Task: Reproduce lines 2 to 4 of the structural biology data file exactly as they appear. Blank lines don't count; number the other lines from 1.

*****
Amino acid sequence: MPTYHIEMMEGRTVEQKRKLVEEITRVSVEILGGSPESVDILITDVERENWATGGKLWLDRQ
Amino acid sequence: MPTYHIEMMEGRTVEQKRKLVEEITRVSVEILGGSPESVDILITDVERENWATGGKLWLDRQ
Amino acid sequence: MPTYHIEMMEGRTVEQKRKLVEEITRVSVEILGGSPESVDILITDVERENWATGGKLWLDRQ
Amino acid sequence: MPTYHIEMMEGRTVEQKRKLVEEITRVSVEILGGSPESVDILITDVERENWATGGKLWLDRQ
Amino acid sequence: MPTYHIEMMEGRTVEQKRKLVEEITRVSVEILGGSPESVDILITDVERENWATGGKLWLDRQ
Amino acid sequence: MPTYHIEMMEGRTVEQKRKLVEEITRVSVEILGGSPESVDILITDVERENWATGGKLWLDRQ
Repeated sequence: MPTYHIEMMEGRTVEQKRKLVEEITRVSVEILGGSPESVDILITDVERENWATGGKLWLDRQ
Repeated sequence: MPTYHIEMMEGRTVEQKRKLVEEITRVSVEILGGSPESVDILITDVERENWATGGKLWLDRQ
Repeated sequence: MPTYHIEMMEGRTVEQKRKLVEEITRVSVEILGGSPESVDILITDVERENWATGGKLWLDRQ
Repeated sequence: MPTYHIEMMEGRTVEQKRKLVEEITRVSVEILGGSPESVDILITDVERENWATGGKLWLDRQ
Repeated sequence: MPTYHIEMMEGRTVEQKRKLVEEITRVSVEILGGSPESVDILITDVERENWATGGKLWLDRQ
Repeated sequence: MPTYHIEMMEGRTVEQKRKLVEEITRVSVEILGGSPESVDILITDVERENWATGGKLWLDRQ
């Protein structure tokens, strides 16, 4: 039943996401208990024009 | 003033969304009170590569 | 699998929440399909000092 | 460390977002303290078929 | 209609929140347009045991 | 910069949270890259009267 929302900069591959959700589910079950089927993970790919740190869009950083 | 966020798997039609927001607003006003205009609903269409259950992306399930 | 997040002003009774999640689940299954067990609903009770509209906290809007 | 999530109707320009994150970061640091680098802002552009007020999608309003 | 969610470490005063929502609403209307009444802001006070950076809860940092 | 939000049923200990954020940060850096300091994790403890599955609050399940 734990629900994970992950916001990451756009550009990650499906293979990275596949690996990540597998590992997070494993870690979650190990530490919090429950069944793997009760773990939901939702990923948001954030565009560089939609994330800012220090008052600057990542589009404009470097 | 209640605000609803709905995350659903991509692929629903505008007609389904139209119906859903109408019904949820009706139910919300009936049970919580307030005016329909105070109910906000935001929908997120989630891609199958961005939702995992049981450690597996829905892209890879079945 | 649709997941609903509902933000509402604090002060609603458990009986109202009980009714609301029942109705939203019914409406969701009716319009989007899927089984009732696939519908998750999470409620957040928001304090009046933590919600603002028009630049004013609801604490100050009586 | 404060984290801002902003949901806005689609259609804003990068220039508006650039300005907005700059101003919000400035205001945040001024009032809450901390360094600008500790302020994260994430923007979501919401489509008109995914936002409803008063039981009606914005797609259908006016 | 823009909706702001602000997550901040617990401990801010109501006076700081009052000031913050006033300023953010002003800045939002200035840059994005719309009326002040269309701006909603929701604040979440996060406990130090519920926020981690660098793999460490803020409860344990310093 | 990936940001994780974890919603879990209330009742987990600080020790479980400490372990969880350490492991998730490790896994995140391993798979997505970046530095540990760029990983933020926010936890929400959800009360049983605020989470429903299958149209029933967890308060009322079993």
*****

Amino acid sequence: MPTYHIEMMEGRTVEQKRKLVEEITRVSVEILGGSPESVDILITDVERENWATGGKLWLDRQ
Amino acid sequence: MPTYHIEMMEGRTVEQKRKLVEEITRVSVEILGGSPESVDILITDVERENWATGGKLWLDRQ
Amino acid sequence: MPTYHIEMMEGRTVEQKRKLVEEITRVSVEILGGSPESVDILITDVERENWATGGKLWLDRQ